Understanding and Treating Myelomalacia Of The Spine

Myelomalacia of the spine is a medical condition that occurs when the spinal cord begins to soften. This softening can lead to a loss of spinal cord volume, which can cause problems throughout your body. Today, we take a closer look at why the condition develops, what problems are associated with it, and how myelomalacia is treated.

The Causes and Symptoms of Myelomalacia

Loss of spinal cord volume can occur for a number of different physical reasons, like falls, athletic trauma or car accidents, but they all result in a similar pathology in the body – a reduction in the blood supply to the spinal cord. If the injury site causes an insufficient amount of blood to be supplied to the spinal cord, it will lose volume and soften. Trauma isn’t the only cause of insufficient blood supply to the spinal cord, as it can also occur in older patients due to natural degeneration caused by the aging process.

When the spinal cord doesn’t get enough blood supply and the spinal cord begins to soften, it can lead to a number of issues inside the body, including:

As you can see, many of the above symptoms are very serious in nature, so spine specialists like to correct the problem as quickly as possible if myelomalacia is detected.

Diagnosis and Treatment of Myelomalacia

The onset of myelomalacia is typically diagnosed with the assistance of an MRI or another imaging device that can display the loss of spinal cord volume. Once it is confirmed, the doctor will walk you through your surgical options.

The two goals of a myelomalacia procedure are to clear the blockage or compression that is inhibiting normal blood flow, and to stabilize the area so that the problem doesn’t return in the future. Exact details of your surgery, including which discs will be operated on or what type of implants will be used will be determined on a case-by-case basis, and your doctor will walk you through your specific procedure in the days leading up to your operation.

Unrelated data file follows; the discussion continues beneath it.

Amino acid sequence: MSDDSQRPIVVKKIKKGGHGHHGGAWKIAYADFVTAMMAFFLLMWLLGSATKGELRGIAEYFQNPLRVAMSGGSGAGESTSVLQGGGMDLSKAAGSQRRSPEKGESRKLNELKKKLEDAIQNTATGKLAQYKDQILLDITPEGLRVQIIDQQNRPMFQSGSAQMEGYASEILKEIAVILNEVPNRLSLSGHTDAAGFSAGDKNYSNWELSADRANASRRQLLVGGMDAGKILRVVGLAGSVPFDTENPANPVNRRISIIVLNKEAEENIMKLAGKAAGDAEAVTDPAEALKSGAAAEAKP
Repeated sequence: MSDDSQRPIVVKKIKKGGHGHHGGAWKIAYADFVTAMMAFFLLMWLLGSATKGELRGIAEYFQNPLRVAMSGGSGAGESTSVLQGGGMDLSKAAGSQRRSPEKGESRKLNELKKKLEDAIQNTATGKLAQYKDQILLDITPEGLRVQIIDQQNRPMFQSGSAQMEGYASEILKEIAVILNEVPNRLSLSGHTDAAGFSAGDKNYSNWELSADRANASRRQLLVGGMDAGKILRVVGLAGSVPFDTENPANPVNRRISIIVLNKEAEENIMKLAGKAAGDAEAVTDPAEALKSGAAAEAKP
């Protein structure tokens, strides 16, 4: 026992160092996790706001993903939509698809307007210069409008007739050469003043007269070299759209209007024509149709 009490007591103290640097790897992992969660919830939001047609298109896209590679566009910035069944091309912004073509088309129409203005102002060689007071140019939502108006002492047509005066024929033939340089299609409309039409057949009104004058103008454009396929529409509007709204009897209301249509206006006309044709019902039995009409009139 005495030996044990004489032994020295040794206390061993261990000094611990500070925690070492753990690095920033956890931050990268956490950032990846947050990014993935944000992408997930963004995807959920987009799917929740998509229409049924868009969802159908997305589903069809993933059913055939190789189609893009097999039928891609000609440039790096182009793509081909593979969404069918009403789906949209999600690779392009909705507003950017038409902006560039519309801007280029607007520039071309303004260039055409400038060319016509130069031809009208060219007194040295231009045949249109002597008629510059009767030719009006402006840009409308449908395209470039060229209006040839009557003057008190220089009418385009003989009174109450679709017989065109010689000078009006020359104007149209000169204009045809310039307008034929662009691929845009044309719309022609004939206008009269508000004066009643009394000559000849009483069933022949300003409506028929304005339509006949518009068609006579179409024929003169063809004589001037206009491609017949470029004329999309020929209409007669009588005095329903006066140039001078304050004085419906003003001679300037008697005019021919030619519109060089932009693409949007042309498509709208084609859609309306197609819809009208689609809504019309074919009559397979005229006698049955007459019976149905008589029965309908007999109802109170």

Here’s a basic overview of the operation that would be performed for a patient whose shifted spinal disc had led to spinal cord softening due to a lack of blood flow:

The patient would be put under general anesthesia and is asleep for the procedure. In most cases, a minimally invasive technique can be used, which cuts down on recovery time and the risk of surgical complications. During a minimally invasive myelomalacia procedure, the surgeon will make a small incision on your back in order to access the damaged site. An endoscopic or another type of camera device is inserted to allow the surgeon to visualize the surgical site on a screen in the operating room. The surgeon will carefully remove the disc or bone that is cutting off blood flow to the spinal cord. Once removed, the surgeon may insert an implant or bone graft to stabilize the area and prevent the disc from compressing the area again in the future.

Patients can typically leave the surgery center on the same day. Your doctor will walk you through your specific care guidelines after your operation, but in general you should try to stay mobile in the days after your operation. That being said, overdoing it and jumping back into full activities can cause problems with the surgery, and limited activities are typically advised for 4-6 weeks.

For more information about the operation, or to discuss any back pain concerns with Dr. Chang, reach out to his office today.

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